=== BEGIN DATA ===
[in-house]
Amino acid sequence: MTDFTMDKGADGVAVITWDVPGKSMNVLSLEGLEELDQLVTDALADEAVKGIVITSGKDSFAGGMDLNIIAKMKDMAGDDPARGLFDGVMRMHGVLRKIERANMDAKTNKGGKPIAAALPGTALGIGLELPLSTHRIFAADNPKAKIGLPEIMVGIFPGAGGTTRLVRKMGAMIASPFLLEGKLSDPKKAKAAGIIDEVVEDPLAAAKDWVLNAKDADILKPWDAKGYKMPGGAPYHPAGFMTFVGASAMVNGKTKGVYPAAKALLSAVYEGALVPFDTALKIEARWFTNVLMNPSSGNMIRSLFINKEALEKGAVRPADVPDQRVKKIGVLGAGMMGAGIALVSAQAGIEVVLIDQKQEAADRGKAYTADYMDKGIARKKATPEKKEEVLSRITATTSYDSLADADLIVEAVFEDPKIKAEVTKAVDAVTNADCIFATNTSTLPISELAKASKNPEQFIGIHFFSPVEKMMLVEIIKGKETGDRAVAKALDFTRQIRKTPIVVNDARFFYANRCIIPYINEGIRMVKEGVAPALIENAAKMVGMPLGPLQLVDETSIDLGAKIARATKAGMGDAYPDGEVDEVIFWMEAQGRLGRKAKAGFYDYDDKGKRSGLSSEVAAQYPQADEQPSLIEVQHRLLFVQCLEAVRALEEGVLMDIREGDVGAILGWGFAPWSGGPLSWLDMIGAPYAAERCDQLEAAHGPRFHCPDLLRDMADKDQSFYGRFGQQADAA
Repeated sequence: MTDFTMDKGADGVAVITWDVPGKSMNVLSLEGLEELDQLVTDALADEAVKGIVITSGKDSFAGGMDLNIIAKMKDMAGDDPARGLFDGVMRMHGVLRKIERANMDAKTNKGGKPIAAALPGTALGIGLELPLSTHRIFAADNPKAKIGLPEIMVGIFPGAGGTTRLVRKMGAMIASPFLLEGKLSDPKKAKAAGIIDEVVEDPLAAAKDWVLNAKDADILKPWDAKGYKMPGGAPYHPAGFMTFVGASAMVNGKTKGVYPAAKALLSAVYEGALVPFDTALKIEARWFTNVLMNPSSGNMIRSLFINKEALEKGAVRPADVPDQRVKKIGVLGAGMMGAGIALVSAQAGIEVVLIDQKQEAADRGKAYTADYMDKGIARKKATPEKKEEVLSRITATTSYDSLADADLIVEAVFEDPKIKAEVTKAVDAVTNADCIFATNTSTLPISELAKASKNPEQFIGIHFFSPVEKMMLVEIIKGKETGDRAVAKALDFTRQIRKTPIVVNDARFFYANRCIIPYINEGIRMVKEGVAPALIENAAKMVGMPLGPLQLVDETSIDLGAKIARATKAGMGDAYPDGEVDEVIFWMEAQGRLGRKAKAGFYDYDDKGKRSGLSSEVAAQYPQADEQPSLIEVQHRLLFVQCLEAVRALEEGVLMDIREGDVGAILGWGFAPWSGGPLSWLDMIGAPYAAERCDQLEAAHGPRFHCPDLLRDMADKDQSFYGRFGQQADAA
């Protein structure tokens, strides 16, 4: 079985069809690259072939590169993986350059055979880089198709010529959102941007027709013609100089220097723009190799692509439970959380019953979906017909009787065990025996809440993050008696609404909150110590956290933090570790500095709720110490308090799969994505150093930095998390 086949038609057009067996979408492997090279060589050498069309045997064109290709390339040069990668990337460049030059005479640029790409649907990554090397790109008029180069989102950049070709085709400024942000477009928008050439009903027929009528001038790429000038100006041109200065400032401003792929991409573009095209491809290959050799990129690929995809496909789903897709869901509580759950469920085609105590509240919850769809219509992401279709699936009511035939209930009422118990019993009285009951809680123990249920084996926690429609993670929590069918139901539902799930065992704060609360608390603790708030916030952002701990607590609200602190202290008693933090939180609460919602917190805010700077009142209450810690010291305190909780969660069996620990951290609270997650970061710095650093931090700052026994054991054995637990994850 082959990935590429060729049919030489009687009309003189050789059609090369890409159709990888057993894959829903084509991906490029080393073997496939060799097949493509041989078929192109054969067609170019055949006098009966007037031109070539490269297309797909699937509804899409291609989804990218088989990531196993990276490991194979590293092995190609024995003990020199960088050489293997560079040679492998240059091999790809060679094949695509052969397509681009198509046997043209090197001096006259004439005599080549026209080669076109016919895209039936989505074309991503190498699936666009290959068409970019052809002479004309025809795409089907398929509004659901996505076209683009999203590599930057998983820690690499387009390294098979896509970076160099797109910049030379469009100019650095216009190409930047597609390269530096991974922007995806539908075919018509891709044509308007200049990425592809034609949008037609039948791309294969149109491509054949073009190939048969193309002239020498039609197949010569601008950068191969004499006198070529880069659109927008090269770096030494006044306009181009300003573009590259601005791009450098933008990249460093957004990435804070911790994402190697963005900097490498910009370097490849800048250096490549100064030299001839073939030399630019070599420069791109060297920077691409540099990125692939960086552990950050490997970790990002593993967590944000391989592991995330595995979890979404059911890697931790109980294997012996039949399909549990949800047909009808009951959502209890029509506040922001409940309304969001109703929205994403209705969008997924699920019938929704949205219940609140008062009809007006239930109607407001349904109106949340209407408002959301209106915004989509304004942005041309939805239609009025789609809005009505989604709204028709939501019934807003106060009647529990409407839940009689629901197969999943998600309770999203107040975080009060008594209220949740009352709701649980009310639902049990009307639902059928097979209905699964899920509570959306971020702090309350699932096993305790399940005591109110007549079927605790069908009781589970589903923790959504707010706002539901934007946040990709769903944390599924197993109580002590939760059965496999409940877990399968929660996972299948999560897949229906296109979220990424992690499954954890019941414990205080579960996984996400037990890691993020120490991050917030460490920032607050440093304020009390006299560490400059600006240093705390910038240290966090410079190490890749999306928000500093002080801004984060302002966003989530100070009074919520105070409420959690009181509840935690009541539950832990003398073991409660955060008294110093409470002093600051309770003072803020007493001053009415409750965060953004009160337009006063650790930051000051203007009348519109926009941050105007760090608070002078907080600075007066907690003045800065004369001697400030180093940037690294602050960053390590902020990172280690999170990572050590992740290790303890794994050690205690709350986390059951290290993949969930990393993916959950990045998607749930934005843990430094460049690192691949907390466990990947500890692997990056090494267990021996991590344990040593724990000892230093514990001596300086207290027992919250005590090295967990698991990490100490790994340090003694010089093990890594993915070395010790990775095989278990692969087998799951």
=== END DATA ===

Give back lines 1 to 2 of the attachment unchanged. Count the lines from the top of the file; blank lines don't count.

[in-house]
Amino acid sequence: MTDFTMDKGADGVAVITWDVPGKSMNVLSLEGLEELDQLVTDALADEAVKGIVITSGKDSFAGGMDLNIIAKMKDMAGDDPARGLFDGVMRMHGVLRKIERANMDAKTNKGGKPIAAALPGTALGIGLELPLSTHRIFAADNPKAKIGLPEIMVGIFPGAGGTTRLVRKMGAMIASPFLLEGKLSDPKKAKAAGIIDEVVEDPLAAAKDWVLNAKDADILKPWDAKGYKMPGGAPYHPAGFMTFVGASAMVNGKTKGVYPAAKALLSAVYEGALVPFDTALKIEARWFTNVLMNPSSGNMIRSLFINKEALEKGAVRPADVPDQRVKKIGVLGAGMMGAGIALVSAQAGIEVVLIDQKQEAADRGKAYTADYMDKGIARKKATPEKKEEVLSRITATTSYDSLADADLIVEAVFEDPKIKAEVTKAVDAVTNADCIFATNTSTLPISELAKASKNPEQFIGIHFFSPVEKMMLVEIIKGKETGDRAVAKALDFTRQIRKTPIVVNDARFFYANRCIIPYINEGIRMVKEGVAPALIENAAKMVGMPLGPLQLVDETSIDLGAKIARATKAGMGDAYPDGEVDEVIFWMEAQGRLGRKAKAGFYDYDDKGKRSGLSSEVAAQYPQADEQPSLIEVQHRLLFVQCLEAVRALEEGVLMDIREGDVGAILGWGFAPWSGGPLSWLDMIGAPYAAERCDQLEAAHGPRFHCPDLLRDMADKDQSFYGRFGQQADAA